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Letters to the editor – Thursday (6-26-14)

Team approach worked well at GQ Elementary
I applaud Dr. Lynn Moody’s bold moves for Knox Middle School. In 1997, I transitioned from private to public school. My first teaching position was at Granite Quarry Elementary the year Carolyn Hartung, Ann Tucker and John Hoffman began their administration. Each of them brought excellence to their positions.
Over the next five years we saw our scores rise and the morale soar. The administration did not pressure staff; they supported and listened to us. When the fifth grade team wanted to try departmentalizing, they supported it. When students were a problem, the students were removed from the classroom, parents were required to come in and teachers were backed up. I heard statements like, “You are the parent. Your child cannot get themselves to school on time. That is your responsibility.”
Our administrative team cared about us and praised us. When my father died, Mr. Hoffman drove to Kinston for the funeral. When some of our best students misbehaved, Mrs. Tucker did not back down; she called their parents in, and the parents said thank you. Today, I have seen those students go on to be very successful in life.
Every teacher knew they could count on Mrs. Hartung to listen to concerns, and with genuine compassion, she implemented changes that impacted the school. Good news traveled fast!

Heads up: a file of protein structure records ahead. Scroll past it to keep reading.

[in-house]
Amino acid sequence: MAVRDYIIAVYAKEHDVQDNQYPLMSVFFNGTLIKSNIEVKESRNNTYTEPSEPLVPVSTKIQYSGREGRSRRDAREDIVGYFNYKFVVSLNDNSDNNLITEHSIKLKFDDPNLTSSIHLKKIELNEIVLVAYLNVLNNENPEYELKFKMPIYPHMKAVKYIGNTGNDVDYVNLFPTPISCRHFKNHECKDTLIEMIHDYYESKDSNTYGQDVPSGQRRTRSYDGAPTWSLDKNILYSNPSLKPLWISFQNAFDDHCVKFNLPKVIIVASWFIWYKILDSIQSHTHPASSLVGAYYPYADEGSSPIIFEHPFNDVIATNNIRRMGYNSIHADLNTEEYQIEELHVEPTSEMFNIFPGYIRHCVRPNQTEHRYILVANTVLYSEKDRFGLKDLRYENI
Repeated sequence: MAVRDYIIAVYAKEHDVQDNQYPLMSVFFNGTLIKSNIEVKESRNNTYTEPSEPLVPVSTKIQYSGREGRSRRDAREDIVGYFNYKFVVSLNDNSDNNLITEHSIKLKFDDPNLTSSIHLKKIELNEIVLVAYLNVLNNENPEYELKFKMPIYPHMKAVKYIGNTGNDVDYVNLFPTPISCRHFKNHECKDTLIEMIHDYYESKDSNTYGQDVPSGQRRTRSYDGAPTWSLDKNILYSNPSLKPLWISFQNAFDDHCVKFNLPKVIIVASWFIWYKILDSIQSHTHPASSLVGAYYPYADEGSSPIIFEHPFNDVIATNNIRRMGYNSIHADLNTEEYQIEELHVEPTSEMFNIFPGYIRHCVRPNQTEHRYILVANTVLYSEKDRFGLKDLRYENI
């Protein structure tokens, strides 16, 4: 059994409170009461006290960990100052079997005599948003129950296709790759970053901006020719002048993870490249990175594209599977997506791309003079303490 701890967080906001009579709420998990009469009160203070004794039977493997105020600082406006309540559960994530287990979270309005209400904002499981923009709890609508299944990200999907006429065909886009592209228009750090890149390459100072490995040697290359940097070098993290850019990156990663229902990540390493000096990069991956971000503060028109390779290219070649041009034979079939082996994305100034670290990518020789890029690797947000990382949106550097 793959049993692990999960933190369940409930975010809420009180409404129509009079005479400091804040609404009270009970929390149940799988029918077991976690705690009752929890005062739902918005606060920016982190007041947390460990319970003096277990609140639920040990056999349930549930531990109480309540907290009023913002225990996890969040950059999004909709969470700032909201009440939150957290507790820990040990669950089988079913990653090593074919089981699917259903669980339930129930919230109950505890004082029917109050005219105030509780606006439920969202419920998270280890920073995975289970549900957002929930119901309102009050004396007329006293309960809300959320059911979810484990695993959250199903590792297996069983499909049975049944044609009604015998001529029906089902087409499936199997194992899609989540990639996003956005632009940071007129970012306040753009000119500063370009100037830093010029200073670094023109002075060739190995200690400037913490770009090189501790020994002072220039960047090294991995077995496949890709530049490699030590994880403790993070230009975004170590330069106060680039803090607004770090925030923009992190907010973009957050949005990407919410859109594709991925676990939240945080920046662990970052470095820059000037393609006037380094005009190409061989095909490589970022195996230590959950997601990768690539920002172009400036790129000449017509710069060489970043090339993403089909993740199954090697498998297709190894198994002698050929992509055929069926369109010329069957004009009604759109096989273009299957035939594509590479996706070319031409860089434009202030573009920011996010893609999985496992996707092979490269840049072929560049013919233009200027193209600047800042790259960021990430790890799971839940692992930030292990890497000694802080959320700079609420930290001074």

Teachers are often seen in negative light, but we are employees in need of support, backup and compassion. On my first day at Granite Quarry, a student said, “We will get rid of you.” I responded with, “We’ll see about that.” I laugh now because I realize she was on a mission and I knew it. Because I had excellent administrative leadership, I was free to teach with the knowledge that someone had my back. Almost 20 years later, I call my team teaching years at Granite “the glory years.”
­— Theresa Pierce
Salisbury

Recently I was contacted by Southeast Hydroblasting, Inc., a company in Columbia, S.C., interested in hiring veterans for their office in Landis. So I contacted Josh Ward from Sen. Richard Burr’s office, and he and I went to visit the plant.
I was impressed that this company had designated several jobs to be filled only by veterans as a way of thanking them for their service to this country. It is encouraging that all across America now, companies are looking to hire veterans or active reservists to fill their positions.
I was humbled that this company contacted me as a veteran advocate. I checked this week, and there are still a few vacancies open for veterans. Should you be a veteran or reservist needing a job, please contact Southeast Hydroblasting, Inc., in Landis at 704-932-6827, and thank you for your service.
— Rodney Cress
Salisbury

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